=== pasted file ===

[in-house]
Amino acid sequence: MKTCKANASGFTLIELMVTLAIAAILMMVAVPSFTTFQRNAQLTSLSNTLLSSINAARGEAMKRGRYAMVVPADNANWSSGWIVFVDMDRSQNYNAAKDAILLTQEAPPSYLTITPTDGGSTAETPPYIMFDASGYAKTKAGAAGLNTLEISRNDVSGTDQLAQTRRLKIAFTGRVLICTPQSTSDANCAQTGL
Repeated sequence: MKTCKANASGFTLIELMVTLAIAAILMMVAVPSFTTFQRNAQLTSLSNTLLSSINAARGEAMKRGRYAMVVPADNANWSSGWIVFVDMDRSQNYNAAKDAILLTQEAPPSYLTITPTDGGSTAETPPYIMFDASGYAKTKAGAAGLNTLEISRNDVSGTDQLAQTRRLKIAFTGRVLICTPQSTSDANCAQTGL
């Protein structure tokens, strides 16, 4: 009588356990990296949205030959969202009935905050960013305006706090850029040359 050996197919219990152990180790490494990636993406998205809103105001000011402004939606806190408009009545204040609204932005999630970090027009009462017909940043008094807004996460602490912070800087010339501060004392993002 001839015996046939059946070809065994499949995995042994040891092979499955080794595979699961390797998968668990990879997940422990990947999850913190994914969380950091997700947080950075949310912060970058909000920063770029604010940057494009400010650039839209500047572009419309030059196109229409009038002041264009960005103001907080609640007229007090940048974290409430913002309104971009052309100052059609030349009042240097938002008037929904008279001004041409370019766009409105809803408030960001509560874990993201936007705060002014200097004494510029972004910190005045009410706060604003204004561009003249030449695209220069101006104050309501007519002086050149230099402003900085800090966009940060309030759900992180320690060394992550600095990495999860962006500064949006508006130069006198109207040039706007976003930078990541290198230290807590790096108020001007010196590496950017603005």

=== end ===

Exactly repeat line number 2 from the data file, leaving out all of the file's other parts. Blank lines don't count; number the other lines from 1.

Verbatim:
Amino acid sequence: MKTCKANASGFTLIELMVTLAIAAILMMVAVPSFTTFQRNAQLTSLSNTLLSSINAARGEAMKRGRYAMVVPADNANWSSGWIVFVDMDRSQNYNAAKDAILLTQEAPPSYLTITPTDGGSTAETPPYIMFDASGYAKTKAGAAGLNTLEISRNDVSGTDQLAQTRRLKIAFTGRVLICTPQSTSDANCAQTGL